In a clip from the upcoming Netflix series "This Is Pop," published by Entertainment Weekly Monday, the singer, whose real name is Faheem Rasheed Najm, revealed he fell into a years-long depression after Usher criticized his use of Auto-Tune in music.
"Usher was my friend," T-Pain said in the clip. "I really respect Usher. And he was like, 'Man. I'm gonna tell you something, man. You kinda (expletive) up music.' "
T-Pain said he let out a "nervous chuckle" at the comment but soon realized Usher wasn't kidding.
"I didn't understand," he said. "I thought he was joking at first, but then he was like, 'Yeah man you really (expletive) up music for real singers.' "
According to T-Pain, Usher's comment was the beginning of a trying time for his mental health.
"I'm like, 'But I used it, I didn't tell everybody else to start using it,' " T-Pain said. "I don't even think I realized this for a long time, but that's the very moment that started a four-year depression for me."
T-Pain almost single-handedly popularized the use of the pitch-altering technology Auto-Tune in hip-hop, beginning with his 2005 debut hit single, “I’m Sprung,” which made it to the Top 10 of the Billboard Hot 100 chart.
"This Is Pop" is an eight-part series uncovering the real stories behind some of the biggest artists and moments in pop music history, according to Netflix's description. In addition to T-Pain, it will feature interviews with Shania Twain, Boyz II Men, Chuck D, Brandi Carlile, Neko Case and more. The series will be released in full Tuesday.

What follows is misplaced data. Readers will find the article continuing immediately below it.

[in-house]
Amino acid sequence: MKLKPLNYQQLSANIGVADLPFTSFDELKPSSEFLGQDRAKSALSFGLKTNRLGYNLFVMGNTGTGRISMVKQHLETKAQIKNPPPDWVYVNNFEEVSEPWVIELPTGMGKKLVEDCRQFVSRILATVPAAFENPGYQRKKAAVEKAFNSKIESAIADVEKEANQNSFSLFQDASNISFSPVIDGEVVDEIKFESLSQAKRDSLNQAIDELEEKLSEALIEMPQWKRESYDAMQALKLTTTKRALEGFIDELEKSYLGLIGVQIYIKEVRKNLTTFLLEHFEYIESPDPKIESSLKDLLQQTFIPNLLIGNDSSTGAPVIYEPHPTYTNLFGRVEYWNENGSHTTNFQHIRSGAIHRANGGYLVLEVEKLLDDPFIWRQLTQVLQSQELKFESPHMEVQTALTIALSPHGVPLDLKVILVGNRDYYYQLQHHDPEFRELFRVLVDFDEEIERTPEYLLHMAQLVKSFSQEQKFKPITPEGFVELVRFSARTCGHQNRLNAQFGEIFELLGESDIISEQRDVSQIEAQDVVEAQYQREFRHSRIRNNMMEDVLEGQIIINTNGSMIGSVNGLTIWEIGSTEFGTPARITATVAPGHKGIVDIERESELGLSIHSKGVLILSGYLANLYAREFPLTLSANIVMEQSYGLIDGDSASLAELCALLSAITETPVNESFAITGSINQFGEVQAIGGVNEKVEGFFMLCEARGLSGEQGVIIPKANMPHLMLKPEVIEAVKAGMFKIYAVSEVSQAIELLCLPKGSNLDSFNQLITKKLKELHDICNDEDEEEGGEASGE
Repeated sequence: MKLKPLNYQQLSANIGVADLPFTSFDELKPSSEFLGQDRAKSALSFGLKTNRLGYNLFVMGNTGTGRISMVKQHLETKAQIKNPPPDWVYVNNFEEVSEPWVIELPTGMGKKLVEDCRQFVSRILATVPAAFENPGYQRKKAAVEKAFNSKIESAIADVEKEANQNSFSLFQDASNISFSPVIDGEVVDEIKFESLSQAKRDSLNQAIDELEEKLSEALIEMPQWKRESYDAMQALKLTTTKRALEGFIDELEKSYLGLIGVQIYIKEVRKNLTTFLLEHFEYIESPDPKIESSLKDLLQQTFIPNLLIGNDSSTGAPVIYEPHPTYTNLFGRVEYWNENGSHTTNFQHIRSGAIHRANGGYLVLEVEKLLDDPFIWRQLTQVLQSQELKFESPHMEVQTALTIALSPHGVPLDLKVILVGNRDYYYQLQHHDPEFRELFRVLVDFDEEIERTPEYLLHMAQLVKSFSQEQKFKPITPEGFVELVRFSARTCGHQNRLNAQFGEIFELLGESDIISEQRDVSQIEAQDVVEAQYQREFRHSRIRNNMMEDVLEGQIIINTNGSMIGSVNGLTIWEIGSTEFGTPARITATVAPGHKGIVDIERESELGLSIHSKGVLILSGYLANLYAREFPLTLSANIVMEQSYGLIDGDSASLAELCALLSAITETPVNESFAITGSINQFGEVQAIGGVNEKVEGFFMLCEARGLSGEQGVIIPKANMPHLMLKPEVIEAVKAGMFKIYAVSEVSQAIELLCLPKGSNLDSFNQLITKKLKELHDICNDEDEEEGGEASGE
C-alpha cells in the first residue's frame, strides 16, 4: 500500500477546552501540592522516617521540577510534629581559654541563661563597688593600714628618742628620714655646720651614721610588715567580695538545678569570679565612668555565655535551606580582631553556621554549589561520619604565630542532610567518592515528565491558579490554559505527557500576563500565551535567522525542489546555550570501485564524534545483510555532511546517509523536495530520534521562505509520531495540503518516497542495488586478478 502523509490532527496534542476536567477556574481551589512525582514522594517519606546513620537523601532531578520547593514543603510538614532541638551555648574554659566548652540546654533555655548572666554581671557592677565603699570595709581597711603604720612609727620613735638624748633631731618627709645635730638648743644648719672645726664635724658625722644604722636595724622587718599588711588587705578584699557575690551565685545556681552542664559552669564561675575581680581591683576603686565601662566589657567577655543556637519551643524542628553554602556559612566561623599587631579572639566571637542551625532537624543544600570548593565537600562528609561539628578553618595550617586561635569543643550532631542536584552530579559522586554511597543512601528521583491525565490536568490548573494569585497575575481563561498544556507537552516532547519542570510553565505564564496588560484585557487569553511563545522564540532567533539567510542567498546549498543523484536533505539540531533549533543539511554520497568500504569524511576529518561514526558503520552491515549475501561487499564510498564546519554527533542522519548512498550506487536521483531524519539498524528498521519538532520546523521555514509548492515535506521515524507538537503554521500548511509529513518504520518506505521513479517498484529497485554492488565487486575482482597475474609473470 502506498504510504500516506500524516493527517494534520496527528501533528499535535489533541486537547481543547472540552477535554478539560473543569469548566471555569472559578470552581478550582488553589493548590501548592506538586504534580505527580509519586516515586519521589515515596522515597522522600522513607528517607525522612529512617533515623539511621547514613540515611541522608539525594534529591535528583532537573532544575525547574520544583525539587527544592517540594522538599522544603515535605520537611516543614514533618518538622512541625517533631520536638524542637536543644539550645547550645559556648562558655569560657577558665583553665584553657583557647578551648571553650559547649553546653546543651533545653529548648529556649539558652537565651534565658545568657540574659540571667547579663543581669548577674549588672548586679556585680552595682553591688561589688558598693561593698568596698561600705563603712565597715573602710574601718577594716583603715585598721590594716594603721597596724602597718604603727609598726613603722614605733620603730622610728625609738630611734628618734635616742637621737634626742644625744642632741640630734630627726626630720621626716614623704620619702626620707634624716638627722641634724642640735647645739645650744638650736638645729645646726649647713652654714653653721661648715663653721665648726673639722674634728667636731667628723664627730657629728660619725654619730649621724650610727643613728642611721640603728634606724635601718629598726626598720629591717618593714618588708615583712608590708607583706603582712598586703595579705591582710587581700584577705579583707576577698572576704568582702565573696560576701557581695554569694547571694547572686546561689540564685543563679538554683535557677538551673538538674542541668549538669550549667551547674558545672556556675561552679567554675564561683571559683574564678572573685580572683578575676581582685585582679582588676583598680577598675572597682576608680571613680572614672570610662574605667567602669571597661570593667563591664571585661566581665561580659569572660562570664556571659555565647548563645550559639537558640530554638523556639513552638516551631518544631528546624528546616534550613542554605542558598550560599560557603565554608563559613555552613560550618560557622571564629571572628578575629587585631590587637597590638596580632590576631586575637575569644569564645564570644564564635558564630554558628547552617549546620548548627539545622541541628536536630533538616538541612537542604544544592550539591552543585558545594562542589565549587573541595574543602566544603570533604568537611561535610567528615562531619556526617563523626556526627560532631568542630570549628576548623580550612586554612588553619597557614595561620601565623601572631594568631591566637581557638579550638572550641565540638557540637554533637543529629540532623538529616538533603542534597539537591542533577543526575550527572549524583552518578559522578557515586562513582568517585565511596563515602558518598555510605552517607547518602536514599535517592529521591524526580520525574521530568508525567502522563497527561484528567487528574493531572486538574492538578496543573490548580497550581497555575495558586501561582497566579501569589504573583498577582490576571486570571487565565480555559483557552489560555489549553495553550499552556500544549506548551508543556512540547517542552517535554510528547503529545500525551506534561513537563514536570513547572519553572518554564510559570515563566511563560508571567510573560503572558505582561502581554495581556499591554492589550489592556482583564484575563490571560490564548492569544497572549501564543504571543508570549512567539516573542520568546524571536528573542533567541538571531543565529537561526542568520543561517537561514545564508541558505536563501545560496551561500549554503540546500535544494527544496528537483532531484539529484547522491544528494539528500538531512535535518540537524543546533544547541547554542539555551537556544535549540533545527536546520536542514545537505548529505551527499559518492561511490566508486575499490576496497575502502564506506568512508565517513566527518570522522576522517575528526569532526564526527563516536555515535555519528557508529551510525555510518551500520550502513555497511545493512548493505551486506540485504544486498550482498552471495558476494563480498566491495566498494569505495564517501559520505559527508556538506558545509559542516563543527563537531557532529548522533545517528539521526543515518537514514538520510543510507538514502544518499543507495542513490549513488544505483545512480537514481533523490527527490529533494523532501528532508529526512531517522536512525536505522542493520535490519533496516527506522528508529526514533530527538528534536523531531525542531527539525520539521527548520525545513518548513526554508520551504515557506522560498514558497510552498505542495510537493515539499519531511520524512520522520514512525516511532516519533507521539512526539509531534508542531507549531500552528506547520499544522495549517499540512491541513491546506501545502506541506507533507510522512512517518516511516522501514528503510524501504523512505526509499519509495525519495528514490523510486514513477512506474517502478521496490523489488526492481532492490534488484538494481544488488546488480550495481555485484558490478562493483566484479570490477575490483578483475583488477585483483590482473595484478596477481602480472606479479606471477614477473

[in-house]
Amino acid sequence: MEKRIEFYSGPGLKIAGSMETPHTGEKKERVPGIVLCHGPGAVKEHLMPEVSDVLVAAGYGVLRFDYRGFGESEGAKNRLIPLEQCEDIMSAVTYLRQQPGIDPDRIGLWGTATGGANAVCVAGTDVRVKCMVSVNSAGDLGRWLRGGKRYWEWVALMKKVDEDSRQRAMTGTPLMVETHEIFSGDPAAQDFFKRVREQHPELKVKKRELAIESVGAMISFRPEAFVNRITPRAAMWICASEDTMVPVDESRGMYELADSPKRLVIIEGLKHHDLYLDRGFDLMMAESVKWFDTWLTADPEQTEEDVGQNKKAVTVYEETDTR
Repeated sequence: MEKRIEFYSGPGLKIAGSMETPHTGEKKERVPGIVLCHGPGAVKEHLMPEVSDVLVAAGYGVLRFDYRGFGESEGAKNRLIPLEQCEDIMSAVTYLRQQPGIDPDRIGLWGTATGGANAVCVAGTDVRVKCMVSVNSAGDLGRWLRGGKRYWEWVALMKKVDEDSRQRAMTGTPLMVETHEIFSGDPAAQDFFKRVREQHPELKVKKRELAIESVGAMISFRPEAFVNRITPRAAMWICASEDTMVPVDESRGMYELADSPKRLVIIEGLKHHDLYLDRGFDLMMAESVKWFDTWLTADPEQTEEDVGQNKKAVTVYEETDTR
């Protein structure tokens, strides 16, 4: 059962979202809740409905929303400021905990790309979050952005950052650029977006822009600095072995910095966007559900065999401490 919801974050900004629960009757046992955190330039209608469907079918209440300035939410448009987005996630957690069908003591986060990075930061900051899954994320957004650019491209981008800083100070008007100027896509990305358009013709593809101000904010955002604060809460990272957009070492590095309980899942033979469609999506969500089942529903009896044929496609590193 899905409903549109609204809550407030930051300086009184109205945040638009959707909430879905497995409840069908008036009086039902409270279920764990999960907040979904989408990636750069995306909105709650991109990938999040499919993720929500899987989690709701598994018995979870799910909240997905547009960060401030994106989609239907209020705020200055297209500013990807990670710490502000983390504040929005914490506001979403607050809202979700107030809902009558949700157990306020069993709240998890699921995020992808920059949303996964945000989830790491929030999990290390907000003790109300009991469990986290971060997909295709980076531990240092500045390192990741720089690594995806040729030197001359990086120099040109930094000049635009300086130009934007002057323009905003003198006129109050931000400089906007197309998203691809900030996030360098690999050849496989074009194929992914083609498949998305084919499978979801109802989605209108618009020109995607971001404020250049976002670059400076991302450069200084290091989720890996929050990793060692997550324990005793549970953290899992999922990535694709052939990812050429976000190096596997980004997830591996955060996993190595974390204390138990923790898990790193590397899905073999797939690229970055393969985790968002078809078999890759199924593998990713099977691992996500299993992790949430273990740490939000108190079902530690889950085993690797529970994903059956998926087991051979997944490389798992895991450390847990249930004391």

In 2019, the singer opened up about his past financial problems, telling the hosts of the Breakfast Club he used to have to ask for money to buy basic necessities.
"I had to borrow money to get my kids Burger King," he said, estimating that, at the peak of his financial woes, he'd blown through $40 million.
T-Pain blamed "a lot of bad investments" for his struggles, also calling out his manager for making less-than-optimal spending decisions.
The singer added: "I was letting my manager do it and he was way more optimistic than I was," the singer said. "He would just buy complete dumps and think that we can just paint and then we should be fine. Never sold anything that we bought."
Contributing: Sabrina Ford, Maeve McDermott
This article originally appeared on USA TODAY: T-Pain reveals how a comment from Usher kicked off '4-year depression'